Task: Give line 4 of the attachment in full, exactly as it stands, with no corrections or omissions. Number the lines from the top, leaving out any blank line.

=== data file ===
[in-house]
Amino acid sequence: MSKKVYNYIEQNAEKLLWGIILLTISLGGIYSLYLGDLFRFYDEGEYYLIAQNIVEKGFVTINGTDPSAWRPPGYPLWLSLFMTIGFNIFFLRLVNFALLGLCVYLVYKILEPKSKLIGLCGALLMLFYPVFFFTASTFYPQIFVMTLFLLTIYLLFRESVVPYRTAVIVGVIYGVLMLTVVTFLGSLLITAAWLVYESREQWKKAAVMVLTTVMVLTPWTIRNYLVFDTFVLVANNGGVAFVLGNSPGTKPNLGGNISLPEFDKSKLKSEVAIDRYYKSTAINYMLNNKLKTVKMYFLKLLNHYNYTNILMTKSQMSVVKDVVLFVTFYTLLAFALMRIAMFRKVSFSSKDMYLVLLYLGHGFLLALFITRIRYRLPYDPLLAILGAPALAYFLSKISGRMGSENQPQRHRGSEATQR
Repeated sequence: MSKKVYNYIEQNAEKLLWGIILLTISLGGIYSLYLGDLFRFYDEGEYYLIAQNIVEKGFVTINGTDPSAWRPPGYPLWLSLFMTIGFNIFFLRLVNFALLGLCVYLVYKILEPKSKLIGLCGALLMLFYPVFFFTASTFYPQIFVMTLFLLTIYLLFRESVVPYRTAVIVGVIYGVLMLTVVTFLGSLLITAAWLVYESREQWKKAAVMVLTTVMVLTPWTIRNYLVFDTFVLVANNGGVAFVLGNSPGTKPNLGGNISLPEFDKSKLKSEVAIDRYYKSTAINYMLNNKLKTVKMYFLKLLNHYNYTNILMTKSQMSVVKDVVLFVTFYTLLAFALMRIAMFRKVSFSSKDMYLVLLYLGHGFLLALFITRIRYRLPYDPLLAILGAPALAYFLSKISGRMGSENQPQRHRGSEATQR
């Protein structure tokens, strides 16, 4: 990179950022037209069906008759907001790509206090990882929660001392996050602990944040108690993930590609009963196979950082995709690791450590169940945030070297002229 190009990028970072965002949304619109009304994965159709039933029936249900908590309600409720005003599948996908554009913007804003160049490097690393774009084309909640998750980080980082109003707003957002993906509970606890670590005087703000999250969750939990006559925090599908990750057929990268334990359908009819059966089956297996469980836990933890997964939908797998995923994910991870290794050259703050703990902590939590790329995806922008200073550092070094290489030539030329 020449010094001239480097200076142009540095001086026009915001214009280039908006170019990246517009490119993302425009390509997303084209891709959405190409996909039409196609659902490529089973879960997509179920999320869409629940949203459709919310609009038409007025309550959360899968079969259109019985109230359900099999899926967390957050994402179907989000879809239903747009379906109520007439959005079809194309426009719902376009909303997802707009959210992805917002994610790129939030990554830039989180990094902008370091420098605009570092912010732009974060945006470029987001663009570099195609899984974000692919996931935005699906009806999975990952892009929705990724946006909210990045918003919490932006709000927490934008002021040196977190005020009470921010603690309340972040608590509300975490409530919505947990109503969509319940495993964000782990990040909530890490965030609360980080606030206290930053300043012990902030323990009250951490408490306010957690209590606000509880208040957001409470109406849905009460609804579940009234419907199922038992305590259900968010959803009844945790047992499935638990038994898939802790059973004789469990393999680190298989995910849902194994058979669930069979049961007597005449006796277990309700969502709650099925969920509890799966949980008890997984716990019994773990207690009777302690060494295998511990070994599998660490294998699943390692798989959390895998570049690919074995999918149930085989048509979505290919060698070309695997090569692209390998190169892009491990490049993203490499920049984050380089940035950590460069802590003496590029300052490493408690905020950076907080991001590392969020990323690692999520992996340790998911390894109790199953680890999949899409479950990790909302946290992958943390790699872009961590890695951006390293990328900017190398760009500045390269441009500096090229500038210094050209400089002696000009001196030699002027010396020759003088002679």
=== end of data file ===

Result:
């Protein structure tokens, strides 16, 4: 990179950022037209069906008759907001790509206090990882929660001392996050602990944040108690993930590609009963196979950082995709690791450590169940945030070297002229 190009990028970072965002949304619109009304994965159709039933029936249900908590309600409720005003599948996908554009913007804003160049490097690393774009084309909640998750980080980082109003707003957002993906509970606890670590005087703000999250969750939990006559925090599908990750057929990268334990359908009819059966089956297996469980836990933890997964939908797998995923994910991870290794050259703050703990902590939590790329995806922008200073550092070094290489030539030329 020449010094001239480097200076142009540095001086026009915001214009280039908006170019990246517009490119993302425009390509997303084209891709959405190409996909039409196609659902490529089973879960997509179920999320869409629940949203459709919310609009038409007025309550959360899968079969259109019985109230359900099999899926967390957050994402179907989000879809239903747009379906109520007439959005079809194309426009719902376009909303997802707009959210992805917002994610790129939030990554830039989180990094902008370091420098605009570092912010732009974060945006470029987001663009570099195609899984974000692919996931935005699906009806999975990952892009929705990724946006909210990045918003919490932006709000927490934008002021040196977190005020009470921010603690309340972040608590509300975490409530919505947990109503969509319940495993964000782990990040909530890490965030609360980080606030206290930053300043012990902030323990009250951490408490306010957690209590606000509880208040957001409470109406849905009460609804579940009234419907199922038992305590259900968010959803009844945790047992499935638990038994898939802790059973004789469990393999680190298989995910849902194994058979669930069979049961007597005449006796277990309700969502709650099925969920509890799966949980008890997984716990019994773990207690009777302690060494295998511990070994599998660490294998699943390692798989959390895998570049690919074995999918149930085989048509979505290919060698070309695997090569692209390998190169892009491990490049993203490499920049984050380089940035950590460069802590003496590029300052490493408690905020950076907080991001590392969020990323690692999520992996340790998911390894109790199953680890999949899409479950990790909302946290992958943390790699872009961590890695951006390293990328900017190398760009500045390269441009500096090229500038210094050209400089002696000009001196030699002027010396020759003088002679």